One in every 17 working Australians is a registrant in one of the regulated health professions in the scheme. At over 744,000 registrants, this is a huge and growing workforce. When paramedics joined the scheme last year, becoming nationally regulated and registered for the first time, the number of professions regulated increased to 16, and the number of National Boards to 16 (the professions of nursing and midwifery are both regulated by one board).
To ensure this large workforce is trained, qualified and competent, there are now over 1,000 approved programs of study.
The report also shows AHPRA directly received 9,338 concerns (notifications) about registered health practitioners and closed 8,979 during 2018/19. More notifications were received and more closed than ever before. We are committed to improving the notification experience for both notifiers and practitioners and this report indicates we are making progress. The number of notifications received by AHPRA also suggests the public are becoming more aware of their option to report their healthcare concerns.
Other insights from the year include:
To view and download the 2018/19 annual report, visit the AHPRA website.
The National Law sets out the accreditation functions in the National Scheme, which include developing accreditation standards, accrediting programs of study against approved accreditation standards and assessing overseas-qualified practitioners.
Each National Board decides whether the accreditation functions for the profession it regulates will be carried out by an external accreditation body or a committee established by the National Board.
If the National Board decides on an external accreditation body, AHPRA enters a contract with them that sets out the accreditation functions to be delivered and the associated reporting and funding arrangements. If the National Board decides on a committee, these matters are specified in terms of reference.
AHPRA and the National Boards, with the support of the accreditation authorities, have published the current accreditation council agreements and the terms of reference for each accreditation committee.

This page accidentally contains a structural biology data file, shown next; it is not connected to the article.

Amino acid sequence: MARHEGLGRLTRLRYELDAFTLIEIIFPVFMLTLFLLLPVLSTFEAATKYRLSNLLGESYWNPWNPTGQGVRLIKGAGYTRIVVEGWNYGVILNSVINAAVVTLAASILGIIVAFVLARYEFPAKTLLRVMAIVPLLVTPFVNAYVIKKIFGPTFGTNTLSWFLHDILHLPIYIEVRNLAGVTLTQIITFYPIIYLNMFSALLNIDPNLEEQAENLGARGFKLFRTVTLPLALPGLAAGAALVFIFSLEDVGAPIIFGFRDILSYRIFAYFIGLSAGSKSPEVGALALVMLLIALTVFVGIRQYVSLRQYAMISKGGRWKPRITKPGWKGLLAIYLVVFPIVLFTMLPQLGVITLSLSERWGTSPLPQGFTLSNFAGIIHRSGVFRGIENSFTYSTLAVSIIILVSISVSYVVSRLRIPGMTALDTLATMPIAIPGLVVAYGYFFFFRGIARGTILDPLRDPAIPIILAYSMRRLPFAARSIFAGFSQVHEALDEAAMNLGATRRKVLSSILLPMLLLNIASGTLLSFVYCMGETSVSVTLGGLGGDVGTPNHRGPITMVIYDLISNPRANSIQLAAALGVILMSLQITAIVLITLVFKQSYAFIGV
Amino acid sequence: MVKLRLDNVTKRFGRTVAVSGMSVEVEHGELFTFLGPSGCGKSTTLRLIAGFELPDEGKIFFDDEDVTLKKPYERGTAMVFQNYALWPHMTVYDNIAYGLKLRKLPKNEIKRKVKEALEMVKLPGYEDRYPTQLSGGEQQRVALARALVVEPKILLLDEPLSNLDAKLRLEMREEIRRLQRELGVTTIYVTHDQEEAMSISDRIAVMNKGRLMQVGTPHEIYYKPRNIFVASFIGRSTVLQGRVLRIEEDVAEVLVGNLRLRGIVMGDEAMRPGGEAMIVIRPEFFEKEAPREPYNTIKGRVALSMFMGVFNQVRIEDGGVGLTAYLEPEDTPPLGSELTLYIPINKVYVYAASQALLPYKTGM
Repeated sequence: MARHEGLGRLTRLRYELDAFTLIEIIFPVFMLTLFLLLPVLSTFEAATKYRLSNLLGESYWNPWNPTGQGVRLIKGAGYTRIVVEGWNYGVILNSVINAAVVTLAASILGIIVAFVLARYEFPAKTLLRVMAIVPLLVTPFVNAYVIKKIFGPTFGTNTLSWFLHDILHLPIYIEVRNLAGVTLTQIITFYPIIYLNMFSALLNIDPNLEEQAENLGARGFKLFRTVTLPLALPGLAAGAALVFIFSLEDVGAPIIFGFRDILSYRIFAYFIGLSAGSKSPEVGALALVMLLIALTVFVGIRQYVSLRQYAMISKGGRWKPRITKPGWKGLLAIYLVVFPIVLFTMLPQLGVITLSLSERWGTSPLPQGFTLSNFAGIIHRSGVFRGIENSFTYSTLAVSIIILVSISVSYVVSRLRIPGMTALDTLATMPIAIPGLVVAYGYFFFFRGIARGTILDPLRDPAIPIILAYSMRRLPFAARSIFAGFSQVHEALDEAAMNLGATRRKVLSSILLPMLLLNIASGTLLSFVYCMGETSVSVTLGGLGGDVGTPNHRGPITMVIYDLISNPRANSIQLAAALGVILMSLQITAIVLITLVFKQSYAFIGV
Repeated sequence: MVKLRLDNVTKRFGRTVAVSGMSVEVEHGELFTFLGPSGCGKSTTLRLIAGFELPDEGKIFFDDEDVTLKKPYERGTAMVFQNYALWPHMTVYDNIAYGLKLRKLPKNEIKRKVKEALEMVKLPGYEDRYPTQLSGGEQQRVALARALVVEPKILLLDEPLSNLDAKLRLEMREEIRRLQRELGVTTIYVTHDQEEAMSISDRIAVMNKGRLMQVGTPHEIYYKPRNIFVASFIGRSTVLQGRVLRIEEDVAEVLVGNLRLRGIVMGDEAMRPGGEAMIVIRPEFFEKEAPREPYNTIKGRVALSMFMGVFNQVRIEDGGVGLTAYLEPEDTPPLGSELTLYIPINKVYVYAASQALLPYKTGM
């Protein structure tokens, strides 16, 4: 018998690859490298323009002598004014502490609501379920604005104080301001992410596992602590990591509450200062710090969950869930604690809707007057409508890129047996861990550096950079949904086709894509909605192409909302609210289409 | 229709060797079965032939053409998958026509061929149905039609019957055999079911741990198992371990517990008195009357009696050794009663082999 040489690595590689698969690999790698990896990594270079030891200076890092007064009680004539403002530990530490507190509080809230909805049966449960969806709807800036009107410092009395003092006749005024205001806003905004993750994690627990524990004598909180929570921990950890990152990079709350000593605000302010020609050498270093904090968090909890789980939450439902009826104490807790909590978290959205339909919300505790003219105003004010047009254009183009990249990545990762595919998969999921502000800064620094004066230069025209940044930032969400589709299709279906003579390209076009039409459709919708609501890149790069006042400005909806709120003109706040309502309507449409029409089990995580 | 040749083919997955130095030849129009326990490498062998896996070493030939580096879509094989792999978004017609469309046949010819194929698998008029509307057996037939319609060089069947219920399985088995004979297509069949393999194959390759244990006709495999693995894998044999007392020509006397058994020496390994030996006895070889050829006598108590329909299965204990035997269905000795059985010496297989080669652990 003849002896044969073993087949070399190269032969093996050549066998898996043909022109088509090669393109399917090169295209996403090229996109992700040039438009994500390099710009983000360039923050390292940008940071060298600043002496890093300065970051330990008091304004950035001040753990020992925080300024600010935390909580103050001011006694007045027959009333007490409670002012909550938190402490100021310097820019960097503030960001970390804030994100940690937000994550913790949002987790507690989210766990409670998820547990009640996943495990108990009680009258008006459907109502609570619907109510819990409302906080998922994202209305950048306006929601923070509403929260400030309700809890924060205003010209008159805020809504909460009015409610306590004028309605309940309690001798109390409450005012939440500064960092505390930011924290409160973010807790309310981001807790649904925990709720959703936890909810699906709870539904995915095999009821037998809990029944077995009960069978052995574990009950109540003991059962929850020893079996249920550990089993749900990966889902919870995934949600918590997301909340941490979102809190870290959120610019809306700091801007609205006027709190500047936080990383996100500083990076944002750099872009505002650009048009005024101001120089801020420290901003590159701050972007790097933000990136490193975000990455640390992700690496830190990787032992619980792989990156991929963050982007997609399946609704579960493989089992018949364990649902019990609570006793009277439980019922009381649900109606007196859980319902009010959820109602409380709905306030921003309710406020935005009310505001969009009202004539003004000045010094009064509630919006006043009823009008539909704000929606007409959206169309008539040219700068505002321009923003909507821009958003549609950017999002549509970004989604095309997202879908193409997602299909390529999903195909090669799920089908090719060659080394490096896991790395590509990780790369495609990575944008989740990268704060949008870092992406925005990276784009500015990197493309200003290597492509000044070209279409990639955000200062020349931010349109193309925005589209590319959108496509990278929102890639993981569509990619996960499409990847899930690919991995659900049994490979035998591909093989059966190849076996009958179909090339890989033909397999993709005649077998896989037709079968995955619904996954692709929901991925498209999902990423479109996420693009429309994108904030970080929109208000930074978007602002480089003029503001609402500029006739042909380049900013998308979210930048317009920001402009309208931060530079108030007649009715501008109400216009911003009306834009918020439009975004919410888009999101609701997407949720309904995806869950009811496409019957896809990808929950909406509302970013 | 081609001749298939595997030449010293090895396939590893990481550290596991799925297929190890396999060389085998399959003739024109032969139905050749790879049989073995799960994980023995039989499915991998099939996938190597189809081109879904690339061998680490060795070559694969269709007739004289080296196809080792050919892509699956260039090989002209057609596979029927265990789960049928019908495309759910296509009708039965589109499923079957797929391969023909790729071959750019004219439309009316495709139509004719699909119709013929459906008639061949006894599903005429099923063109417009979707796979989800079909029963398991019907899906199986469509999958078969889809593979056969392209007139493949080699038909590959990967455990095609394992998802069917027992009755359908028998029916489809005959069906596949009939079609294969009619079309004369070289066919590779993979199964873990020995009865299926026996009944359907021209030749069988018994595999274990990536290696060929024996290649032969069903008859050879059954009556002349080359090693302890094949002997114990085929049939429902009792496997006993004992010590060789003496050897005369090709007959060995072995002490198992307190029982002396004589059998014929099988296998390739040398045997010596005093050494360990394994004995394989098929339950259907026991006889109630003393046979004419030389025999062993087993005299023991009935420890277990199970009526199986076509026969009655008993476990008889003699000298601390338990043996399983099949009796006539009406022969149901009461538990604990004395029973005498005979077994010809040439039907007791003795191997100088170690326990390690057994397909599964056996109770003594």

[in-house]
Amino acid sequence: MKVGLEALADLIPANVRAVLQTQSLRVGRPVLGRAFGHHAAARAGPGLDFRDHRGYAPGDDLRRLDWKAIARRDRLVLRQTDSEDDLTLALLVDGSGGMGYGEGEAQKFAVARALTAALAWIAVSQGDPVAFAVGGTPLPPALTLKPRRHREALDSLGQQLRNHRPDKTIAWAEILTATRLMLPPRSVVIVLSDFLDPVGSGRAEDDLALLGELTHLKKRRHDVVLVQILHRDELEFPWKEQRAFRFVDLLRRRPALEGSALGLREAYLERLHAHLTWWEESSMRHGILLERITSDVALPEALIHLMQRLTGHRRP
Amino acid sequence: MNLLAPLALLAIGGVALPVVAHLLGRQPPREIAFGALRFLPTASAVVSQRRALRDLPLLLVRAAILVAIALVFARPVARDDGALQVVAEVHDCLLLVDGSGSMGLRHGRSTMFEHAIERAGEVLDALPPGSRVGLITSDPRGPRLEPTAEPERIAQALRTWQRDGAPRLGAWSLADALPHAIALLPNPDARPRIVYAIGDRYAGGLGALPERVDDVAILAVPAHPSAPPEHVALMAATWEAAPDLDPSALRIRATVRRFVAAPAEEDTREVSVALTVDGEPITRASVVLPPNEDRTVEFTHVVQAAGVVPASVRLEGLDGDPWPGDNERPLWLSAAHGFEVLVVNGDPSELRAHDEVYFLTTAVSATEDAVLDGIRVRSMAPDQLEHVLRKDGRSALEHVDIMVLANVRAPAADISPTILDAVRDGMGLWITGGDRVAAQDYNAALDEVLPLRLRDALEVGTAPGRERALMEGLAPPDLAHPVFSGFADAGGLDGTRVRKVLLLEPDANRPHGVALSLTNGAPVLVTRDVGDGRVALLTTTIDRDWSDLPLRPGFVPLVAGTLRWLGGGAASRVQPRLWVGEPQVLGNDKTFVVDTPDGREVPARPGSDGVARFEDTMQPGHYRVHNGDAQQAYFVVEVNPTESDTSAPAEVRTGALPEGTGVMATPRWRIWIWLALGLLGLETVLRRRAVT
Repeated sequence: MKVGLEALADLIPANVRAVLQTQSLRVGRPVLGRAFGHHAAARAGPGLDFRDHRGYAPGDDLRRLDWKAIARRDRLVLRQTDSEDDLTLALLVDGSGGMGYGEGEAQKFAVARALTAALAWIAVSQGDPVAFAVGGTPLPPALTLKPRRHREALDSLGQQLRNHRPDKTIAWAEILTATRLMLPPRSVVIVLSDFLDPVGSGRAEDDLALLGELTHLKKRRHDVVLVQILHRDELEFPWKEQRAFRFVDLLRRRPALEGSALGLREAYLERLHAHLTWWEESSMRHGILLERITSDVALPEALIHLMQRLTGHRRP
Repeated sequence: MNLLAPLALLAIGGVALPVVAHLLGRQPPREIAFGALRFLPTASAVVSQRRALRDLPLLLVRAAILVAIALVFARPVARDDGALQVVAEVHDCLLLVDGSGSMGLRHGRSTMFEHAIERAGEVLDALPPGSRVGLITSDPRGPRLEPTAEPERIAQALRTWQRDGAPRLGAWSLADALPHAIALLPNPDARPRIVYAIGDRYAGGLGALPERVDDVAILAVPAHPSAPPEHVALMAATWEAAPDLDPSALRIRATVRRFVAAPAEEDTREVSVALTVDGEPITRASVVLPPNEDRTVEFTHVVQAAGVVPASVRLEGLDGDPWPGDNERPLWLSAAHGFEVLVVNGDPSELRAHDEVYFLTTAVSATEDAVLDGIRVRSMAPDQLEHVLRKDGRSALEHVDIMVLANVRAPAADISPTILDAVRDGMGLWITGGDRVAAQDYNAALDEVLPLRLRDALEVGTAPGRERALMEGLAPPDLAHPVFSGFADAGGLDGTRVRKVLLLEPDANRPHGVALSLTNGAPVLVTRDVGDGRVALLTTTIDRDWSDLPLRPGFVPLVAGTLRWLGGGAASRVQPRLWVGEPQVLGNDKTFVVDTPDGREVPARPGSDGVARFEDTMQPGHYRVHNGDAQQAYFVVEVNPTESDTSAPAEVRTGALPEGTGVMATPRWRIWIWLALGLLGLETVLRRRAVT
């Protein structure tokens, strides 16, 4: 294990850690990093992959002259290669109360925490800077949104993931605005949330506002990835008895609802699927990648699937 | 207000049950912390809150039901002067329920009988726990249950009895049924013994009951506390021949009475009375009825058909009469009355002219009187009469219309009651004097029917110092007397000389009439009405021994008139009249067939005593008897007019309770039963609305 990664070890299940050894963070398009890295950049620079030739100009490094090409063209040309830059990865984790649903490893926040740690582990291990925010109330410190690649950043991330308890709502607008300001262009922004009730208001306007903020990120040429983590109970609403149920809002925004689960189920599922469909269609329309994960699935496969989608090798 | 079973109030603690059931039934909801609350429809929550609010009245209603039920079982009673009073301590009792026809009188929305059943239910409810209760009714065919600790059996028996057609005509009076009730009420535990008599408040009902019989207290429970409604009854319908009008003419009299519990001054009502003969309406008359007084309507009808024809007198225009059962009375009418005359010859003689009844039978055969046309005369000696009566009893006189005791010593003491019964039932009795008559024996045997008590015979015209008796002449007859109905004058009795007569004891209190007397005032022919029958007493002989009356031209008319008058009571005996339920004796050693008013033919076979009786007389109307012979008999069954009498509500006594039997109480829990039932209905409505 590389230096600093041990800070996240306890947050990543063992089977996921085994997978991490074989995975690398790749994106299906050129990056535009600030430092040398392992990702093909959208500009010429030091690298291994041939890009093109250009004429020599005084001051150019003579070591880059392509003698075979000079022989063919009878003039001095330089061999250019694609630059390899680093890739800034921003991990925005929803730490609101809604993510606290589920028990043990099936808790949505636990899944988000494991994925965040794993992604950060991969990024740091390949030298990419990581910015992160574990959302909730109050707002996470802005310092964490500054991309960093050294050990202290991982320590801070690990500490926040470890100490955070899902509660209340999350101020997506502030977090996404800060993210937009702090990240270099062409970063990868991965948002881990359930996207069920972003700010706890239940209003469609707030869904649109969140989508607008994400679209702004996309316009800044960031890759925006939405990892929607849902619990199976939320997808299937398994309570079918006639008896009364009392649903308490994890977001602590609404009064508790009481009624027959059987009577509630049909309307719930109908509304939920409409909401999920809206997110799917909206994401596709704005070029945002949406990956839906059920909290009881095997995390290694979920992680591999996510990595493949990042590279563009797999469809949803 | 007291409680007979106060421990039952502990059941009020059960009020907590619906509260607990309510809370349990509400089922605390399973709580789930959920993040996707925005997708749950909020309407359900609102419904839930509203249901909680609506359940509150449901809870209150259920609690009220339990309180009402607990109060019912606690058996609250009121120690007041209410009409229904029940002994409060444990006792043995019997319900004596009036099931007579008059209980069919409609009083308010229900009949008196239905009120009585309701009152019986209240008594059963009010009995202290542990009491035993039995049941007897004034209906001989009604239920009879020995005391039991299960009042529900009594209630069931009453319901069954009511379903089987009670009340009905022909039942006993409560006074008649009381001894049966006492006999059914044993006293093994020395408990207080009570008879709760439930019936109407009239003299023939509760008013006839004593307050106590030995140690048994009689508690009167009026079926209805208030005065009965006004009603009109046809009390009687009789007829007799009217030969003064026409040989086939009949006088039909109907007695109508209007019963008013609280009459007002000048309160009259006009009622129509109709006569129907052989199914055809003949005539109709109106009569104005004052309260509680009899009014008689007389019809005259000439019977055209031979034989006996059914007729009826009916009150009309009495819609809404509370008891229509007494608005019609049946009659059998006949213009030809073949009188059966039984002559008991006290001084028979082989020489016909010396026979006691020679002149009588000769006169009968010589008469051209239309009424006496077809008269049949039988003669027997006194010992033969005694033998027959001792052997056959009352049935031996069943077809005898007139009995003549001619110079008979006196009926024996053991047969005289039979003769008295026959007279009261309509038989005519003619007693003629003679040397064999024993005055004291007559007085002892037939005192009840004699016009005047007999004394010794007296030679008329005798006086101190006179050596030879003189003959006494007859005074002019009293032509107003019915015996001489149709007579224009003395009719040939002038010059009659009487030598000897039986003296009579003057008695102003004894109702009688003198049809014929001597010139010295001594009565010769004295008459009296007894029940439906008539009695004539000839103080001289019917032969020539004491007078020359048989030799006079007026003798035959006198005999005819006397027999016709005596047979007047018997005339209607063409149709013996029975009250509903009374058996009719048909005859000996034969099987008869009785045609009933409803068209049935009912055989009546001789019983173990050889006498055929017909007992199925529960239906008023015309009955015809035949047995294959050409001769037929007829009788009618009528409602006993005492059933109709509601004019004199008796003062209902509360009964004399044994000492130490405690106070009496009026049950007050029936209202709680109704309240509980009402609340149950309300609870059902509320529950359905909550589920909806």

The current agreements and terms of reference provide a contemporary framework for addressing important accreditation issues such as cultural safety, safety and quality, reducing regulatory burden, multi-profession collaboration to meet evolving health care needs, and strengthened accountability and transparency. The agreements also include principles for funding and fee setting and new key performance indicators to track progress on priority issues.
For more information, including a list of the current accreditation authorities, please visit the Accreditation authorities page on the AHPRA website.
AHPRA and the National Boards have published new resources to support practitioners to understand changes to the National Law about mandatory notifications requirements that are due to take effect in early 2020.
The resources aim to encourage practitioners to seek the health care they need by removing fears that they’ll be subject of an unnecessary mandatory notification and provide greater clarity to treating practitioners on when they need to make a mandatory notification.
The new resources are available on a hub on the AHPRA website and include a resource kit with two videos, social media posts and graphics that can be shared. Additional resources will be added to the hub in advance of the changes coming into effect in early 2020, including the revised Guidelines on mandatory notifications.
New resources to help podiatrists, podiatric surgeons and other advertisers understand if claims made in advertising are supported by accepted evidence is now available.